Recapping the basics

Once you have been through the introductory tutorials (Getting started with RiskScape models, How to build RiskScape models, and Creating a RiskScape project) you will have learnt how to build models that identify elements-at-risk that were exposed to a hazard.

These tutorials cover a lot of material on things you might need to know about RiskScape modelling. However, you don’t have to understand everything covered in order to do simple modelling in RiskScape. This page is a recap on the basics required to put a simple model together.

If you are comfortable with the concepts on this page, you could try Going beyond simple RiskScape models.

General

When you install RiskScape, make sure that the riskscape executable is added to your PATH. Windows users might want to use a Desktop shortcut to do this.

  • You run RiskScape from a terminal (on Windows this will be the Command Prompt or PowerShell).

  • Use riskscape --version to sanity-check you can run RiskScape successfully.

  • It pays to always run the most recent version of RiskScape.

If you forget the exact RiskScape command to run, you can use riskscape --help, or add --help to the end of any riskscape command, to find out more.

Always run RiskScape commands from the directory containing your project.ini file.

  • Use the cd command to change to the correct directory.

  • Use the dir (Windows) or ls (Linux) commands to check what files are present (you should see a project.ini file in the output).

To run a model

To run a saved model, use the riskscape model run MODEL_NAME command.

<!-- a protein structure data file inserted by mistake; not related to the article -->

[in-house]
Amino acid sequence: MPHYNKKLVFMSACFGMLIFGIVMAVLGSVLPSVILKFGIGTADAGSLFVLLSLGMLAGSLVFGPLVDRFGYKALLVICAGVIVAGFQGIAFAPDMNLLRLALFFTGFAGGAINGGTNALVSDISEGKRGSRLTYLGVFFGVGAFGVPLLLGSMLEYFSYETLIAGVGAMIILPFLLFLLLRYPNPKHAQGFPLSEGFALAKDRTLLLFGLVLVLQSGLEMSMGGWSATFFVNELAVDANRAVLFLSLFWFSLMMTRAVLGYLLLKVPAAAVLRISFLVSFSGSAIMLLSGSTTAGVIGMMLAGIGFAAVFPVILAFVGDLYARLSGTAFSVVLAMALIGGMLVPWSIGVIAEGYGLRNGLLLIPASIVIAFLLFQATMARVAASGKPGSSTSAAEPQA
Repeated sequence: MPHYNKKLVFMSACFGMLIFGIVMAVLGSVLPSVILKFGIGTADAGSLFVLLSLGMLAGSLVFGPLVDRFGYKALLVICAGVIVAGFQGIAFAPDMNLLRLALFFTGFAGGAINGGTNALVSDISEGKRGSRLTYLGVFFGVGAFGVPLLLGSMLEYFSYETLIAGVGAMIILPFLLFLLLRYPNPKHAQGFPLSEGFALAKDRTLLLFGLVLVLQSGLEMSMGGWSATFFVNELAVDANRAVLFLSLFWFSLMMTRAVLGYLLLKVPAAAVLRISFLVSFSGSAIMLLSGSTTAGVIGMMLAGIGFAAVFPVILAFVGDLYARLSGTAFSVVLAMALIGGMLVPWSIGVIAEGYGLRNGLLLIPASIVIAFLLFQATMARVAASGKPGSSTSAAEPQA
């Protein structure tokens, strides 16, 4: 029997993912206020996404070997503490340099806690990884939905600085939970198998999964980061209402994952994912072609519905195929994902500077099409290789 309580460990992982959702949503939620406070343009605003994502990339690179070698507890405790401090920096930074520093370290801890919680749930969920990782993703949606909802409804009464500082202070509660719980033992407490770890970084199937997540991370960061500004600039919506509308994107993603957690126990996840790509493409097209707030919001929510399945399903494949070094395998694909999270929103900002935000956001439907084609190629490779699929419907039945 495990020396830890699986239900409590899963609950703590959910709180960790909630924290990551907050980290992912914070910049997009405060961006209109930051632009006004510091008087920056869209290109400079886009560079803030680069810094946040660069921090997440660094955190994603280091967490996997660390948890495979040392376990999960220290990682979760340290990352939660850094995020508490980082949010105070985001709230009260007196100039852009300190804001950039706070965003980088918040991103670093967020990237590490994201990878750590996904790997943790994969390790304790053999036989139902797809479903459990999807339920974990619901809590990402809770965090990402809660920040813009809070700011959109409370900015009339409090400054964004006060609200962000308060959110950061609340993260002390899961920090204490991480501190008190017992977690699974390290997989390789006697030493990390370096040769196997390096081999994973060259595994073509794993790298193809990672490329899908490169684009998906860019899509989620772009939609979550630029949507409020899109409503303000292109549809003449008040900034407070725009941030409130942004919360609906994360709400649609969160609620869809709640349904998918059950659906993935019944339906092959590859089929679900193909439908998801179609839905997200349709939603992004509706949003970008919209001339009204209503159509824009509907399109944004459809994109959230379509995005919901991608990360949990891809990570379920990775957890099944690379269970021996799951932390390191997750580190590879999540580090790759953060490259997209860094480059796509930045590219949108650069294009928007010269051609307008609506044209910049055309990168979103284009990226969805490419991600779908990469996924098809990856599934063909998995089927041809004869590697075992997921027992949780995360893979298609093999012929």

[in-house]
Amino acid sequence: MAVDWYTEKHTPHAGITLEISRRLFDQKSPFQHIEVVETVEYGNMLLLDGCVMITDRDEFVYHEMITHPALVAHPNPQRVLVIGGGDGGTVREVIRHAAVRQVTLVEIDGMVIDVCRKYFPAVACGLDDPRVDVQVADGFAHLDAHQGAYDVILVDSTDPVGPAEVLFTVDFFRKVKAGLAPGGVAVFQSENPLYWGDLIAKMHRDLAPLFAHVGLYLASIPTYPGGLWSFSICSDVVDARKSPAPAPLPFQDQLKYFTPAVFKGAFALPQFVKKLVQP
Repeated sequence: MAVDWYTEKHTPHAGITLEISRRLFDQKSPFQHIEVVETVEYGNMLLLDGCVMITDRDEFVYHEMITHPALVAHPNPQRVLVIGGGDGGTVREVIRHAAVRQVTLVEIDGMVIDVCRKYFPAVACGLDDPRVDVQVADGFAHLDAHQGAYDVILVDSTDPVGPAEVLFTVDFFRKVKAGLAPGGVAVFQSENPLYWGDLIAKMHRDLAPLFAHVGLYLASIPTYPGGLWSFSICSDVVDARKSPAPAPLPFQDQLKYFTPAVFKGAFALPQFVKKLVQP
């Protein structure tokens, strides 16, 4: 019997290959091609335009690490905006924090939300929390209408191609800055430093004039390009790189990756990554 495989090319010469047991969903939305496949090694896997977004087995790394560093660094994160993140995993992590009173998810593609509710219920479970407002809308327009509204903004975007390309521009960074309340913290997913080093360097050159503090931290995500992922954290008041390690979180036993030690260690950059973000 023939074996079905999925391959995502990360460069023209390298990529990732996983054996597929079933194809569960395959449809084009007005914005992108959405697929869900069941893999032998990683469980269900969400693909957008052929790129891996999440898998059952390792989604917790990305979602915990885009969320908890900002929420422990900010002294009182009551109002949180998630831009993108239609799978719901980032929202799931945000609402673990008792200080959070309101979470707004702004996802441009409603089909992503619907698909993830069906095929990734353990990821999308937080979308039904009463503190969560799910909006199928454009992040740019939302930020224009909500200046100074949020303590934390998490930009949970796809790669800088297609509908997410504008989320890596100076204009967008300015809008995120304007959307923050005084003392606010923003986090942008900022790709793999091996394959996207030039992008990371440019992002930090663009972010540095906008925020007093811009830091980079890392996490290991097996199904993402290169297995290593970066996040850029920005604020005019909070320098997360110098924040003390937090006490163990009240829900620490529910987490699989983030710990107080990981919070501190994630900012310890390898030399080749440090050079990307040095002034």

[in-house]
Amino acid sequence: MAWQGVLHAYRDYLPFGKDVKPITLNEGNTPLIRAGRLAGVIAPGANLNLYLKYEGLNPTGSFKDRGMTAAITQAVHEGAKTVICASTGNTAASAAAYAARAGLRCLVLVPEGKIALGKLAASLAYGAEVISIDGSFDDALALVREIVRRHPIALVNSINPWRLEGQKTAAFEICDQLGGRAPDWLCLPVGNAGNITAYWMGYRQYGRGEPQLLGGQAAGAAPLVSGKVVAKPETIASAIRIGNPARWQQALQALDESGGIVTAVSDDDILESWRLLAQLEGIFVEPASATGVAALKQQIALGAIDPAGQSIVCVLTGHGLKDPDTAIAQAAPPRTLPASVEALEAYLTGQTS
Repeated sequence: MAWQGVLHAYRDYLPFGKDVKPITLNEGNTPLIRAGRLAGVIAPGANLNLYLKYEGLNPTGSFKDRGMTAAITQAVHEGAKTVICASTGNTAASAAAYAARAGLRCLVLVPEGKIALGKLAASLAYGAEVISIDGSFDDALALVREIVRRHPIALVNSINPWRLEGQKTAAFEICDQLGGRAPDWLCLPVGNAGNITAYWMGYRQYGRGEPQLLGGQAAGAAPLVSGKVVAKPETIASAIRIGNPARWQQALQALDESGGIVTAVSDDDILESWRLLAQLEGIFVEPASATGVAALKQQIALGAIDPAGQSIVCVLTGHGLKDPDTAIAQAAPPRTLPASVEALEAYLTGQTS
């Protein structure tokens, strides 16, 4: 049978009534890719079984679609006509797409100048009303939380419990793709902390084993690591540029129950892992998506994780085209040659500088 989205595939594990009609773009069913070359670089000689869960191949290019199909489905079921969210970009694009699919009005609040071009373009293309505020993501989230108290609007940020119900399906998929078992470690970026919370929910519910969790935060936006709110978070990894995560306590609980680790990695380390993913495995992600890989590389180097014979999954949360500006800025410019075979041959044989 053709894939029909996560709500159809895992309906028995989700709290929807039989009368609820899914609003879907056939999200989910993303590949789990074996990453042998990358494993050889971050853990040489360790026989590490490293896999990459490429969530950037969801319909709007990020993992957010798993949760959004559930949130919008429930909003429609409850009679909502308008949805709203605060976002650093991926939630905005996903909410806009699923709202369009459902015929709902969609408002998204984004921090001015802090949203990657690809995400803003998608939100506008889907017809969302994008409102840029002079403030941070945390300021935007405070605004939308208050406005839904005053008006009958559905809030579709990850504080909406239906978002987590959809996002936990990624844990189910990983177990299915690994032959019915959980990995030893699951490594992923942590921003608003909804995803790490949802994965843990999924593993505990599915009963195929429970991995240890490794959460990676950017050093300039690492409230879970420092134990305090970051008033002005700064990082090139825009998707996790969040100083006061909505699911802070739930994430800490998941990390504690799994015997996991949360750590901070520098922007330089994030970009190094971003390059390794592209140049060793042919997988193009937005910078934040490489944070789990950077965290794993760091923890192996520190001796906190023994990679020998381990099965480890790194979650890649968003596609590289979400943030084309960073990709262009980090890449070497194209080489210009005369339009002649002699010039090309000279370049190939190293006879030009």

To see the names of your saved models, as well as what model parameters they use, enter the riskscape model list command.

To change a model parameter on the fly, use the --parameter or -p CLI option on the end of the riskscape model run command. This is in the format -p "PARAMETER_NAME=NEW_VALUE".

Typically you might want to run the same model against different hazard-layers. To change the hazard-layer input used by your model, use:

riskscape model run MODEL_NAME -p "input-hazards.layer=MY_HAZARD.tif"

To create a project

You need to create a project.ini file before you can build a model. Try using the following template:

[project]
auto-import = true

[bookmark exposure_layer]
location = MY_BUILDINGS.shp

[bookmark hazard_layer]
location = MY_HAZARD.tif

[bookmark area_layer]
location = MY_REGIONS.shp

# function is optional - you could just use the built-in is_exposed function
[function exposure_status]
location = exposure_status.py
argument-types = [ building: anything, hazard: nullable(floating) ]
return-type = text

A simple example of a Python function (i.e. exposure_status.py) that you could modify to suit your model.

def function(building, hazard_depth):
    if hazard_depth is None or hazard_depth <= 0:
        return 'Not exposed'

    if hazard_depth > 2.0:
        status = 'Exposure >2.0m'
    elif hazard_depth > 1.0:
        status = 'Exposure >1.0m to <=2.0m'
    else:
        status = 'Exposure >0.0m to <=1.0m'

    return status

Replace the file locations with the input data you want to use. Make sure you save the file as project.ini and not project.ini.txt.

To build a model

To build a model, use the riskscape wizard command. At the end of the wizard, save the model so you can run it again later. To start with, we recommend choosing ‘closest’ sampling - it’s the simplest spatial sampling option.

The RiskScape wizard requires that bookmarks are present. But everywhere else you can usually use files directly instead of a bookmark. This works for shapefiles, GeoTIFF, GeoJSON, and ESRI grid (.asc).

Remember that you can build projects and models and then share these projects with other people. A user doesn’t necessarily need to know all the ins and outs of model building in order to run a RiskScape model.